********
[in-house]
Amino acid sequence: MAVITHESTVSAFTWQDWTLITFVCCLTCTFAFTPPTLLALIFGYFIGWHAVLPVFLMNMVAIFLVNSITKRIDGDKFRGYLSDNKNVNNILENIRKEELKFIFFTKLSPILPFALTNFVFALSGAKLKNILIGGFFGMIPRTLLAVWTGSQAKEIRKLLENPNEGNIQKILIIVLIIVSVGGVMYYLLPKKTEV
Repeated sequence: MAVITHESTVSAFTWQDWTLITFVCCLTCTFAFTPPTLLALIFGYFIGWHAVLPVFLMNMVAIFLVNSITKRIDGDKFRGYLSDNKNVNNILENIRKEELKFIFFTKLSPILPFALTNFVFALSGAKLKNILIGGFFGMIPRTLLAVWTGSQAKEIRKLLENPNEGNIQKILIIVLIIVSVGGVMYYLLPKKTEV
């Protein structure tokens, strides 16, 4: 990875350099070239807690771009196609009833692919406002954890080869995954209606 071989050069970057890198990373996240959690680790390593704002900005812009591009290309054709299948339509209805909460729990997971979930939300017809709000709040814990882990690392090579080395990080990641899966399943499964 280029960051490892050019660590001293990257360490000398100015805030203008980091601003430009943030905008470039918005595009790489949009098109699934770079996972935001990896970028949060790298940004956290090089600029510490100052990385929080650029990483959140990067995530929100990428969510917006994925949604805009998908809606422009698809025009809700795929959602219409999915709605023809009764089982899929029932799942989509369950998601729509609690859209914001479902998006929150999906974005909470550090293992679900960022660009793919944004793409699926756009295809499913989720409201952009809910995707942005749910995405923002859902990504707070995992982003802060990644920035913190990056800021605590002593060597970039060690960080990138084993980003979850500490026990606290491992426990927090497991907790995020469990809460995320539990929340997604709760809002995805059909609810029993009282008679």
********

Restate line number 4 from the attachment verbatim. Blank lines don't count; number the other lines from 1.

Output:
């Protein structure tokens, strides 16, 4: 990875350099070239807690771009196609009833692919406002954890080869995954209606 071989050069970057890198990373996240959690680790390593704002900005812009591009290309054709299948339509209805909460729990997971979930939300017809709000709040814990882990690392090579080395990080990641899966399943499964 280029960051490892050019660590001293990257360490000398100015805030203008980091601003430009943030905008470039918005595009790489949009098109699934770079996972935001990896970028949060790298940004956290090089600029510490100052990385929080650029990483959140990067995530929100990428969510917006994925949604805009998908809606422009698809025009809700795929959602219409999915709605023809009764089982899929029932799942989509369950998601729509609690859209914001479902998006929150999906974005909470550090293992679900960022660009793919944004793409699926756009295809499913989720409201952009809910995707942005749910995405923002859902990504707070995992982003802060990644920035913190990056800021605590002593060597970039060690960080990138084993980003979850500490026990606290491992426990927090497991907790995020469990809460995320539990929340997604709760809002995805059909609810029993009282008679």